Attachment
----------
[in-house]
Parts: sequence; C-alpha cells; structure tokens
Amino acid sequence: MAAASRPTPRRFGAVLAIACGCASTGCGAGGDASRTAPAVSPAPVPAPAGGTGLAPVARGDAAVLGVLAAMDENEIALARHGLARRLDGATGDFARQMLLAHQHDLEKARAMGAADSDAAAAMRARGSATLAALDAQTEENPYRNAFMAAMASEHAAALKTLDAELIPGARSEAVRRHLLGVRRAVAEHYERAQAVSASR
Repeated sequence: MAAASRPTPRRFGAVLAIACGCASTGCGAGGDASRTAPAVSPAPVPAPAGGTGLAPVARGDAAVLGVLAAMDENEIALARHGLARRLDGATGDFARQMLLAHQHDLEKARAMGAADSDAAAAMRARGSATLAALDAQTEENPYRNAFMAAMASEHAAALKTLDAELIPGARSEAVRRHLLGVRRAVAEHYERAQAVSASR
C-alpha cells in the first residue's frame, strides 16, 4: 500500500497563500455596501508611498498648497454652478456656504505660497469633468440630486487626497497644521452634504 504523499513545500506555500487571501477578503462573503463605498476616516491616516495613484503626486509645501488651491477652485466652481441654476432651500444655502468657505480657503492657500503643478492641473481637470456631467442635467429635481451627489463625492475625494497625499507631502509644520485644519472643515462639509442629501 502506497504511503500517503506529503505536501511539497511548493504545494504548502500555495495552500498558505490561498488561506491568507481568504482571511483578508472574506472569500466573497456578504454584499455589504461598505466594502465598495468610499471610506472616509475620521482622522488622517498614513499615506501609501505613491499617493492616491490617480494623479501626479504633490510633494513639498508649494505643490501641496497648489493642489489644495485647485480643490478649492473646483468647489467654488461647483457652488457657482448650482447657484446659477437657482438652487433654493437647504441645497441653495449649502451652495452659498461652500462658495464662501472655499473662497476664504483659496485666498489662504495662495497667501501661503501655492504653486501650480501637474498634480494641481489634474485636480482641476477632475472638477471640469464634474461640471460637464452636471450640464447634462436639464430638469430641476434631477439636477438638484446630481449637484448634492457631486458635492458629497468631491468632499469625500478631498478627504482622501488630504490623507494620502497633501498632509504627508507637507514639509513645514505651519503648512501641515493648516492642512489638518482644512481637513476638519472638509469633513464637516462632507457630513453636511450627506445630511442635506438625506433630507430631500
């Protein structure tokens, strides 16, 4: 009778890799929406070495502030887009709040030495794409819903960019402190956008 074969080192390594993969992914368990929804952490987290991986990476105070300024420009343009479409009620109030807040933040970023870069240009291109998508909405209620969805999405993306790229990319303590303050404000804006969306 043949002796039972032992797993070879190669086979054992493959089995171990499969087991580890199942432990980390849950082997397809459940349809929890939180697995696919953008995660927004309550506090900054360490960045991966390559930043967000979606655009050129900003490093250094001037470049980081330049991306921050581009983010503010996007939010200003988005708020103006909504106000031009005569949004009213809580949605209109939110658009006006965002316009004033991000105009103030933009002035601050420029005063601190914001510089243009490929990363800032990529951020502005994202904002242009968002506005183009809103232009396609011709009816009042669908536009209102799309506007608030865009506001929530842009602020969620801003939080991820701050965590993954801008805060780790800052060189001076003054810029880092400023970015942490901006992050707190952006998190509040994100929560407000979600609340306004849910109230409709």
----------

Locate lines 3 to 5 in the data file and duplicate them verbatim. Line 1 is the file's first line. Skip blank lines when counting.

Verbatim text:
Amino acid sequence: MAAASRPTPRRFGAVLAIACGCASTGCGAGGDASRTAPAVSPAPVPAPAGGTGLAPVARGDAAVLGVLAAMDENEIALARHGLARRLDGATGDFARQMLLAHQHDLEKARAMGAADSDAAAAMRARGSATLAALDAQTEENPYRNAFMAAMASEHAAALKTLDAELIPGARSEAVRRHLLGVRRAVAEHYERAQAVSASR
Repeated sequence: MAAASRPTPRRFGAVLAIACGCASTGCGAGGDASRTAPAVSPAPVPAPAGGTGLAPVARGDAAVLGVLAAMDENEIALARHGLARRLDGATGDFARQMLLAHQHDLEKARAMGAADSDAAAAMRARGSATLAALDAQTEENPYRNAFMAAMASEHAAALKTLDAELIPGARSEAVRRHLLGVRRAVAEHYERAQAVSASR
C-alpha cells in the first residue's frame, strides 16, 4: 500500500497563500455596501508611498498648497454652478456656504505660497469633468440630486487626497497644521452634504 504523499513545500506555500487571501477578503462573503463605498476616516491616516495613484503626486509645501488651491477652485466652481441654476432651500444655502468657505480657503492657500503643478492641473481637470456631467442635467429635481451627489463625492475625494497625499507631502509644520485644519472643515462639509442629501 502506497504511503500517503506529503505536501511539497511548493504545494504548502500555495495552500498558505490561498488561506491568507481568504482571511483578508472574506472569500466573497456578504454584499455589504461598505466594502465598495468610499471610506472616509475620521482622522488622517498614513499615506501609501505613491499617493492616491490617480494623479501626479504633490510633494513639498508649494505643490501641496497648489493642489489644495485647485480643490478649492473646483468647489467654488461647483457652488457657482448650482447657484446659477437657482438652487433654493437647504441645497441653495449649502451652495452659498461652500462658495464662501472655499473662497476664504483659496485666498489662504495662495497667501501661503501655492504653486501650480501637474498634480494641481489634474485636480482641476477632475472638477471640469464634474461640471460637464452636471450640464447634462436639464430638469430641476434631477439636477438638484446630481449637484448634492457631486458635492458629497468631491468632499469625500478631498478627504482622501488630504490623507494620502497633501498632509504627508507637507514639509513645514505651519503648512501641515493648516492642512489638518482644512481637513476638519472638509469633513464637516462632507457630513453636511450627506445630511442635506438625506433630507430631500